This Alfa Romeo 8C from the early 1930’s arrived quietly one morning, as many were getting ready to head home. From what I understood, it was a recent restoration from Illinois and the owner simply wanted to take it out for a drive. I had never seen one prior, and I haven’t seen one again since. We never know when cars like these will show up, and that’s part of what makes the whole event exciting for me.
Some of the jaw-droppers aren’t quite what they seem. For example, this Ferrari 250 GTO wasn’t built at the factory in Maranello. It’s a very convincing and high-quality re-body from the 1970’s that’s based on a 250 GTE. Which means you get all of the looks, feels, and sounds of the genuine article without all that paralyzing fear about someone giving it a love-tap in traffic. I mean, there’s probably still some fear about that, but not $52M worth of fear.
In the vein of rare and unusual Ferrari, we have this one-off special from Italian coach builder Drogo based on a 250 GT. Piero Drogo was an Italian-born racer who managed to start in a single Formula One grand prix before opening his Carozzeria Sports Car in Modena. Less famed than the likes of Scaglietti and Pininfarina, Drogo’s workshop still made a few bodies for Ferrari that achieved a degree of acclaim, although Carozzeria Sports Car would close before the end of the 1960’s. Another example of pedigree purgatory, as these kinds of cars weren’t designed nor developed by Ferrari officially but were built by an outside coach builder. Even without the pure-blood DNA, something like this is no less stunning to behold and no less Italian in its construction.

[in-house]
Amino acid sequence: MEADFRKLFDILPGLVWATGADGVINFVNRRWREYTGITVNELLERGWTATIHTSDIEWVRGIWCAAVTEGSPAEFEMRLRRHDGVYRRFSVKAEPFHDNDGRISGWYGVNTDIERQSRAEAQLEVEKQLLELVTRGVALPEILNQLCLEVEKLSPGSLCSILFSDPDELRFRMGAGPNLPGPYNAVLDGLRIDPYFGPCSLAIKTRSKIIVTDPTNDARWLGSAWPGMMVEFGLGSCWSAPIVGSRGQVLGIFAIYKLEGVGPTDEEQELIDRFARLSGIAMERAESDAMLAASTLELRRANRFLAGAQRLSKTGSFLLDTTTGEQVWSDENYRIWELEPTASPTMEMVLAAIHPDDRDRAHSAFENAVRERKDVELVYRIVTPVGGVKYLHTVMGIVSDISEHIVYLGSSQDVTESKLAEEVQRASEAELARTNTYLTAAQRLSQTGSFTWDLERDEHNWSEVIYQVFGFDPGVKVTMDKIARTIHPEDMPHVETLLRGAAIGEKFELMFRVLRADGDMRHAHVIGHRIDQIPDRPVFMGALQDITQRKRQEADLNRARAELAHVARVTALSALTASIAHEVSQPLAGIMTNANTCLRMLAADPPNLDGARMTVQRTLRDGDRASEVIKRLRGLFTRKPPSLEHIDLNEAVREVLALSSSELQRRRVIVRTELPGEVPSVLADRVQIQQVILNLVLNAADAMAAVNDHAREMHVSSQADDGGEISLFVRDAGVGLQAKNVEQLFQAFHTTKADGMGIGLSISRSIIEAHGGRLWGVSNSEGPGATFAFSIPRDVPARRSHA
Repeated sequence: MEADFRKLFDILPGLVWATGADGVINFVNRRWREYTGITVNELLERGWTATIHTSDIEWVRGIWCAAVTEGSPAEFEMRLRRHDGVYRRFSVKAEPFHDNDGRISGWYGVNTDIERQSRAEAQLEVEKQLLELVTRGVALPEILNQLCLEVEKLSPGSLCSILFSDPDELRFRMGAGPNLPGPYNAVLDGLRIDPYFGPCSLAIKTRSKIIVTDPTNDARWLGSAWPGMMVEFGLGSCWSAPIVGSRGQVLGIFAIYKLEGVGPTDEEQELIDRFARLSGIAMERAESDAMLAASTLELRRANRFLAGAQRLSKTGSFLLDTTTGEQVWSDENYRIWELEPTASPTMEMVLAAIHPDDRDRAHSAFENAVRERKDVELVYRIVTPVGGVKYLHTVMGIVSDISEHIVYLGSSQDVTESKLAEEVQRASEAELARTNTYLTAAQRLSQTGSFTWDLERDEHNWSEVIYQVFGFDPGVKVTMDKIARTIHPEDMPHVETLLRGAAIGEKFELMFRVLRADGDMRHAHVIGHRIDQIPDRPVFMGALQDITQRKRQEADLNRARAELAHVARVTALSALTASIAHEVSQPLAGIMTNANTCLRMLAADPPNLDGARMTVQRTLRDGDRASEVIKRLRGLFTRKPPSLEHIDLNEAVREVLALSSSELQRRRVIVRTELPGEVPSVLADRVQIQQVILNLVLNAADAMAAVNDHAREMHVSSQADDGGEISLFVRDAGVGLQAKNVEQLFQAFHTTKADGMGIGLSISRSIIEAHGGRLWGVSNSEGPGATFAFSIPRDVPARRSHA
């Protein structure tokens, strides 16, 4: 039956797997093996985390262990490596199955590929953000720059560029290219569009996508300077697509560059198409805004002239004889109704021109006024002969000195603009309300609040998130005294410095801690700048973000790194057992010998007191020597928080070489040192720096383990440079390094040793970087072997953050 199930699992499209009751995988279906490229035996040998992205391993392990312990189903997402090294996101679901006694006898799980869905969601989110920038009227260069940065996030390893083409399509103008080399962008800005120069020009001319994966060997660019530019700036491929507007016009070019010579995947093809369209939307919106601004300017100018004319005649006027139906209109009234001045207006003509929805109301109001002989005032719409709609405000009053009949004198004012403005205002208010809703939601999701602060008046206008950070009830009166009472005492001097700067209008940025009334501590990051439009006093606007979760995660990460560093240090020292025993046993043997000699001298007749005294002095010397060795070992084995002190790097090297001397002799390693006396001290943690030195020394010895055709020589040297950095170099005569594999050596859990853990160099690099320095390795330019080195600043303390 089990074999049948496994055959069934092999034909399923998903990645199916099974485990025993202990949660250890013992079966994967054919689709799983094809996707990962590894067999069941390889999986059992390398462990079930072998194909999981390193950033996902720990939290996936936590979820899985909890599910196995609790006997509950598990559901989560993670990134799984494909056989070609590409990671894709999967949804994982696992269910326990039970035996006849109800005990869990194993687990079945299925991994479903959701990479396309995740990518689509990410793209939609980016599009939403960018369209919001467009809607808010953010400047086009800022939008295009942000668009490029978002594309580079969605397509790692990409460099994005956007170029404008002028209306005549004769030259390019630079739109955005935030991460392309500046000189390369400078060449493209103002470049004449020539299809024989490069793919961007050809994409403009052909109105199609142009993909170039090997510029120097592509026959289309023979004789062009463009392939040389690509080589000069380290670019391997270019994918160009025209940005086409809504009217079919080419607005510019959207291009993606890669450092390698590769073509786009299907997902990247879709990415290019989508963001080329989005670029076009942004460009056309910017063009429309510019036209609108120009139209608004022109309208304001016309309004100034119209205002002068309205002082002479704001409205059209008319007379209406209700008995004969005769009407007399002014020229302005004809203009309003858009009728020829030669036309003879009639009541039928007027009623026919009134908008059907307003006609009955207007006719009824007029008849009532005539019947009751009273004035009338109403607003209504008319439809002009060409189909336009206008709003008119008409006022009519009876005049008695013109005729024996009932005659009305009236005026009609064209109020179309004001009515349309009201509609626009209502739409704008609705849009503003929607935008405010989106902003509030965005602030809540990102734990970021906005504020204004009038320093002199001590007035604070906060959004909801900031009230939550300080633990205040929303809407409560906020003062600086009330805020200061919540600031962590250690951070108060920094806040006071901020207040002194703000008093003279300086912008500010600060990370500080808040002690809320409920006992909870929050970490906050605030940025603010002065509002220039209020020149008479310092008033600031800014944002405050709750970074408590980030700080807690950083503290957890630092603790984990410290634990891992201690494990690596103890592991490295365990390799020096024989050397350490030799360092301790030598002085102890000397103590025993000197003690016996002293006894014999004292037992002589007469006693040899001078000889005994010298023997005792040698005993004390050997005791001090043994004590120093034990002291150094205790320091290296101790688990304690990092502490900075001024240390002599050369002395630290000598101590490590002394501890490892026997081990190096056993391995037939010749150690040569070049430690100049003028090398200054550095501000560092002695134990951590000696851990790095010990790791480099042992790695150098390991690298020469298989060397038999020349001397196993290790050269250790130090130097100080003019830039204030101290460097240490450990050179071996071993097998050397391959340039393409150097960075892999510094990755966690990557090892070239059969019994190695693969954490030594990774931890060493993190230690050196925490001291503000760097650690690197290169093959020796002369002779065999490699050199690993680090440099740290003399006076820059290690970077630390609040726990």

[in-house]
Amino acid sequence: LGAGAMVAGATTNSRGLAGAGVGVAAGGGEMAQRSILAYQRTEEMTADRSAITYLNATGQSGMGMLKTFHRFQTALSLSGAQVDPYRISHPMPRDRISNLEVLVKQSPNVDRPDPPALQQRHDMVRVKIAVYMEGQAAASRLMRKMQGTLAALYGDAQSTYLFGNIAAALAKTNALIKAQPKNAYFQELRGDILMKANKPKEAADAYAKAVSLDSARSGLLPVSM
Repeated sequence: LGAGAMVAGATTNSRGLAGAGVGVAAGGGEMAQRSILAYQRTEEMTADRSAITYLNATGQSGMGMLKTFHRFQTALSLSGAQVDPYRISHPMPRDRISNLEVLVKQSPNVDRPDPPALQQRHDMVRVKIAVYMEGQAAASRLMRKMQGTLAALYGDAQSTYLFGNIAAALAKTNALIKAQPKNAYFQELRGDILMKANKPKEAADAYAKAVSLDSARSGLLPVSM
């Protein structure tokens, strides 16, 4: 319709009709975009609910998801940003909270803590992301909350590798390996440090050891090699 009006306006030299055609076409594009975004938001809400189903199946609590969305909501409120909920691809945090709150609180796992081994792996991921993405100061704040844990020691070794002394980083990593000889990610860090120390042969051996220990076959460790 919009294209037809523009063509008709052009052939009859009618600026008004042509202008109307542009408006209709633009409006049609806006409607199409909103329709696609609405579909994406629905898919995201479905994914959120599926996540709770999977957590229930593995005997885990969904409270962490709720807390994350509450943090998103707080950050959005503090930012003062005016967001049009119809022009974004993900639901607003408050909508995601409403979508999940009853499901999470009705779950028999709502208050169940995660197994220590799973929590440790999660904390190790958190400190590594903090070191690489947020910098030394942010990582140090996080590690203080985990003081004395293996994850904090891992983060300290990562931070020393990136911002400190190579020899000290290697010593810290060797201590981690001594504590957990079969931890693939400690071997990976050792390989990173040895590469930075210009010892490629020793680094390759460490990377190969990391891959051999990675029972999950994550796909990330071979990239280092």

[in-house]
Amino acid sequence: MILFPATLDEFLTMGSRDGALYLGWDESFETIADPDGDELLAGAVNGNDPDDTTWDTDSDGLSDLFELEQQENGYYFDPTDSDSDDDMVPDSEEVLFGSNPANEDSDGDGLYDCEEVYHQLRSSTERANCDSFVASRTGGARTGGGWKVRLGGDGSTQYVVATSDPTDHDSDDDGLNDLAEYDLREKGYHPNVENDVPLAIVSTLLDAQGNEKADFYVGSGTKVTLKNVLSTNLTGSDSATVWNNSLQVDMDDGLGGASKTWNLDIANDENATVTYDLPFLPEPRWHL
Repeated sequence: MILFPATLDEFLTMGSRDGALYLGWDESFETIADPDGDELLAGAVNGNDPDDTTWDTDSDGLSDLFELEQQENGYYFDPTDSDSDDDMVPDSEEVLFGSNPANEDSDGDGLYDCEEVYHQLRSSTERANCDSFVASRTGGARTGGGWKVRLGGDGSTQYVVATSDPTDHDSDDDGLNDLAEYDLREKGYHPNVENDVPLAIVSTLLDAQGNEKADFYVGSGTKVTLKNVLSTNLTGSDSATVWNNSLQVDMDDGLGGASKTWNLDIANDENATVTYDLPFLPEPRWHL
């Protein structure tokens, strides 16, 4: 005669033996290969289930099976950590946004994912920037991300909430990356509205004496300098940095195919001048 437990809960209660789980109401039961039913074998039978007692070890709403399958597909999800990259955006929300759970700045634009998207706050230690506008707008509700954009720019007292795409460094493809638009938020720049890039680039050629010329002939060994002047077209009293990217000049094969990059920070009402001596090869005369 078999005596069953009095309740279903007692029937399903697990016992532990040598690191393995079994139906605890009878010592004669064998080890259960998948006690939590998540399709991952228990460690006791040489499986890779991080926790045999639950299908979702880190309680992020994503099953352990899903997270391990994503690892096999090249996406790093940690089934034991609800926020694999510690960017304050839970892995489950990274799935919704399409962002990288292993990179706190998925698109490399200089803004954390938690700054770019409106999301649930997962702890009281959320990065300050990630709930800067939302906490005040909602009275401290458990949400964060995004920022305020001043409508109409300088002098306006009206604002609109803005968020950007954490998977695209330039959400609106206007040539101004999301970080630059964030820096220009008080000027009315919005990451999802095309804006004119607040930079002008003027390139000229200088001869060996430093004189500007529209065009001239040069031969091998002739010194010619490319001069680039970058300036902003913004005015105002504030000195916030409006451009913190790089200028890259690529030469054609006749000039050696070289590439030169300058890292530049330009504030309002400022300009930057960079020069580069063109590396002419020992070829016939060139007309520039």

We have regulars from all segments of the automotive realm, like this ’57 Chevy Bel-Air built and owned by Wooly’s Hot Rods. If the cage peeking out from the interior, massive rear slicks, and drag wheels weren’t enough of a clue that this chrome plated classic means business then the blower towering out of the hood certainly gives up the guise. When the supercharger is singing at full pitch and the nitrous is spraying, the big block nestled in the tube framed front end will churn out just about 1,000 horsepower. Although not an incredibly well-known name among hot rod builders, Wooly’s is a local shop that puts out a consistently jaw-dropping quality of work.
I'm not the most well-versed in hot rod culture, but I can always appreciate a cool car when I see one. This early 50's Mercury makes regular appearances and I always enjoy seeing it.